A fleeting glimpse…
[Source – IMDB]

Sherni, the adult female tigress, named T12 by the forest department, has given birth to two cubs and is trying to reach a safer place, away from human infiltration, deep inside the sanctuary. It is only through the villages and a mining site that she can reach the sanctuary.

Fierce and vigilant, the tigress doesn’t fall for the forest department’s ploy to catch her. She attacks the villagers who by chance wondered in her area and earns the cursed title of ‘man-eater’.

Protecting and feeding her cubs, the tigress gradually moves closer to the sanctuary.

But because she follows only the rules of the jungle and is illiterate about political chicanery, she misjudges the scent, shade and silence spread that night in the jungle and is shot first and tranquilized later for a hassle free report.

When the cubs dare to step out of the hiding, a few days later, they see a smiling Vidya Vincent staring at them with relief.


After spending generations in the vicinity of the jungle, the villagers inherit many of its qualities. Straightforward and simple yet considerate and calm, the villagers value life.

Though afraid of the big cat, only the villagers can survive as its neighbour.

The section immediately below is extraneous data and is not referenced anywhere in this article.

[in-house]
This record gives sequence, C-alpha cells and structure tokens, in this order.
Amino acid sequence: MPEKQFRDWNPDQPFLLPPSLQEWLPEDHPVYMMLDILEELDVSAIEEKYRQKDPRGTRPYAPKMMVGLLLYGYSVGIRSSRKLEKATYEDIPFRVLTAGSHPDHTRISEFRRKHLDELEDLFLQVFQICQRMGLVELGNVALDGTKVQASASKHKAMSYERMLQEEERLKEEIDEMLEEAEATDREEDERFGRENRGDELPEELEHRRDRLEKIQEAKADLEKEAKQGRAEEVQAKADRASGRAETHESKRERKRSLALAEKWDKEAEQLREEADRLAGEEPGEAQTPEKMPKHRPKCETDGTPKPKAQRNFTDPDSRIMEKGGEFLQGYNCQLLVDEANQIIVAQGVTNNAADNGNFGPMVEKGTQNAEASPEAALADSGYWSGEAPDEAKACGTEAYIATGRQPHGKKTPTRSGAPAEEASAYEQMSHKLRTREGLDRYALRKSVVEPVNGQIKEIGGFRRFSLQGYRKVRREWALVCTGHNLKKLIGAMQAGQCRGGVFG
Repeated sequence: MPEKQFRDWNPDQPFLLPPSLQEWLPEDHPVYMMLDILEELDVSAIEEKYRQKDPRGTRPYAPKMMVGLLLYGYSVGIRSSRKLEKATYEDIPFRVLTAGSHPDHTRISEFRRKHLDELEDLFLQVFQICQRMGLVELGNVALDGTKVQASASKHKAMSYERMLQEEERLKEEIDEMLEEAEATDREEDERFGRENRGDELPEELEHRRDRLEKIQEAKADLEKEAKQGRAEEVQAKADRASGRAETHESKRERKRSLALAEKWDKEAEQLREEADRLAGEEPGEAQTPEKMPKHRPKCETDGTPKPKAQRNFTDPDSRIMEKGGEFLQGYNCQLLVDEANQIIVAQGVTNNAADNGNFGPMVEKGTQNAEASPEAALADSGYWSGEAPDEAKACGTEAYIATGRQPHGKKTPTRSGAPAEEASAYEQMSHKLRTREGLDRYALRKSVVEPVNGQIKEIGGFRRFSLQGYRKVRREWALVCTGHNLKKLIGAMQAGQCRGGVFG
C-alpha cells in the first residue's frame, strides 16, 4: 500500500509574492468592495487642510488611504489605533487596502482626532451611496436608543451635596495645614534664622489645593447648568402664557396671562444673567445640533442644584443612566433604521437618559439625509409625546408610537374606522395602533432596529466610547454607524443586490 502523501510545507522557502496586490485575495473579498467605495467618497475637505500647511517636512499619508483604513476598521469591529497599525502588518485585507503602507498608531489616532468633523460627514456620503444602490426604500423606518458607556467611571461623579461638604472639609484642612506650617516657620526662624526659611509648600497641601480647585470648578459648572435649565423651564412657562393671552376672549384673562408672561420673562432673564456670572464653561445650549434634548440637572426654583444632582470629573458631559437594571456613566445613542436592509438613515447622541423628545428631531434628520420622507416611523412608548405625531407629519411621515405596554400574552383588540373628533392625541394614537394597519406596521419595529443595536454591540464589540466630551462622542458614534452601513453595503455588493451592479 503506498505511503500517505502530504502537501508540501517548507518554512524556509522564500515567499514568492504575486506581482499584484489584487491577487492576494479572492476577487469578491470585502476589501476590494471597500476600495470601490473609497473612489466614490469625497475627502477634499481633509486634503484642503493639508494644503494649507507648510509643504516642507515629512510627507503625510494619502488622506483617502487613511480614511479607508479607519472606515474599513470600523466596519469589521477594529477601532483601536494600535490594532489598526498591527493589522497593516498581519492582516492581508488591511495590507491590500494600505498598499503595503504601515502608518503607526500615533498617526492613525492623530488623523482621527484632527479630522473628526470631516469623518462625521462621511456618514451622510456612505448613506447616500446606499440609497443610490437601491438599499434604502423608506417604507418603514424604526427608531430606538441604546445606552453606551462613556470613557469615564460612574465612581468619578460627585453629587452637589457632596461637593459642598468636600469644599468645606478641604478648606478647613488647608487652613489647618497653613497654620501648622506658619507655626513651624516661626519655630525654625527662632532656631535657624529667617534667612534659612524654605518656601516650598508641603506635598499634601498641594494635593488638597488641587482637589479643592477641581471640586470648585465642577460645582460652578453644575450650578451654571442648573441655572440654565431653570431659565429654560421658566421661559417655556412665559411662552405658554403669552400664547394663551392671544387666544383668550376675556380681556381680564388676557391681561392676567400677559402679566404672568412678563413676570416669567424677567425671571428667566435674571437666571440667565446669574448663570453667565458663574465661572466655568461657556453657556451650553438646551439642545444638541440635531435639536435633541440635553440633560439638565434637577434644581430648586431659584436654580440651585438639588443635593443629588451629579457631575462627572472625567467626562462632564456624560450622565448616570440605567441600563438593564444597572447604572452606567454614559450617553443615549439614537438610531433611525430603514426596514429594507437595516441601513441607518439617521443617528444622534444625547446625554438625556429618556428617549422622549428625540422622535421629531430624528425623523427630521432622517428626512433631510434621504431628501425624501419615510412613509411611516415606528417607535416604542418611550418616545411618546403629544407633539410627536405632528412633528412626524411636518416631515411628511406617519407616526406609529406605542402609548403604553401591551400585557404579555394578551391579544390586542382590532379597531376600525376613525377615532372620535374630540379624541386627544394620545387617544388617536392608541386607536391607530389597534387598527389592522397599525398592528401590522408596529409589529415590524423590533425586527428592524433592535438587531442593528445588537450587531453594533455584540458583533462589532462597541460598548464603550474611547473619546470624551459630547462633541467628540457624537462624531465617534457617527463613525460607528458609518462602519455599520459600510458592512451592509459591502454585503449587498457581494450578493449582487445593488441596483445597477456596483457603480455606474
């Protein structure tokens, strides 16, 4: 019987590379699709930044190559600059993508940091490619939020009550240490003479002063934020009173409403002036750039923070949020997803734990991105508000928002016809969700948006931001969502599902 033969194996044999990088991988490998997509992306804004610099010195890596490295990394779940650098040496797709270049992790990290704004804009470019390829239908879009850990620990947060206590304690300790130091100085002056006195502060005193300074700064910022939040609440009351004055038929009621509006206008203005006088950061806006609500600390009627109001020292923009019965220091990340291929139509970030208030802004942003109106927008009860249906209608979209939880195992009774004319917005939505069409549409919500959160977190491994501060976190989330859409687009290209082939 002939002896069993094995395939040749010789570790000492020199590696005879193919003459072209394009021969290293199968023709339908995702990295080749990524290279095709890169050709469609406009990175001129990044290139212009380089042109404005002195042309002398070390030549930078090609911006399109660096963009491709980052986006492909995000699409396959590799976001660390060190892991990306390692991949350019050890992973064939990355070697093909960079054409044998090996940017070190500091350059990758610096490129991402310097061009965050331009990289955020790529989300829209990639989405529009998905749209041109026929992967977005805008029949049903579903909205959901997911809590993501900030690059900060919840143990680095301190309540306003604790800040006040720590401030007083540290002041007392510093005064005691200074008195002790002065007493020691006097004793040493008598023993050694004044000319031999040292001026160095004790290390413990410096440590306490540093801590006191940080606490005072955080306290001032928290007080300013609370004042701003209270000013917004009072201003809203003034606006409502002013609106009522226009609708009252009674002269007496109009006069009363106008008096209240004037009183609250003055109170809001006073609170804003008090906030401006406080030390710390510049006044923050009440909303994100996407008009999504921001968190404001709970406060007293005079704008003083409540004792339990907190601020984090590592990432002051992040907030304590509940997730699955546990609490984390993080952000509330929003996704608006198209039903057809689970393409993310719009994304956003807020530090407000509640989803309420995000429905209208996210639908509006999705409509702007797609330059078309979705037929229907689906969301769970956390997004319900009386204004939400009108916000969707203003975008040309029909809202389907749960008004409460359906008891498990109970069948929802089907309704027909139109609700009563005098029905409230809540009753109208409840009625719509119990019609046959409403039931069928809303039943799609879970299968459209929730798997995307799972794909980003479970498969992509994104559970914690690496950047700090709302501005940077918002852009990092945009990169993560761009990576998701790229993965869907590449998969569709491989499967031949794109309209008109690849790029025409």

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Hassan Noorani, Vidya’s team mate.
[Source – IMDB]

In the film Sherni too, the boundary shared by the villagers and the wildlife becomes the site of contention. Will the big cat let them survive?

The political parties promise them that they will survive, but only if they vote in their party’s favour, while Vidya Vincent tries to make them aware about the tigress’ behaviour, frequently visited trails and sole goal to reach the sanctuary.

And so some of the villagers support Vidya and end up securing, at least, the lives of the two cubs, whereas the others, who refuse to adapt, get dragged in the pompous parade of the powerful who for this occasion specially invite Pintu the hunter.

The film subtly highlights the essential role that the villagers neighbouring a jungle plays in safeguarding the wildlife. If their interests are also cared for, a harmonious bond could be formed between the two neighbours.


The corrupt and manipulative system that ensnares the boorish, ignorant and weak brings antagonism in the film. The one who doesn’t dare, one who prefers the herd, the guileful, timid and adjusting inadvertently support the dominant.

Vidya Vincent’s office employees and the villagers, who face daily life’s struggles, neither appreciate the new forest officer’s help nor do they agree with the political thugs wholly.

There are divided as a group and easy to control.

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Pintu bhaiya; “might is right when I am carrying a rifle”.
[Source – IMDB]

Vidya’s boss Bansal, who promotes and supports the men in power, doesn’t wince twice before switching sides; the present MLA, he who is contesting for the post of MLA, the supreme lords in the high ups, Pintu the hunter and his colleagues/ juniors are all his friends; he favours the favourable.

And so Bansal, the sly, the coward becomes the most dangerous creature here.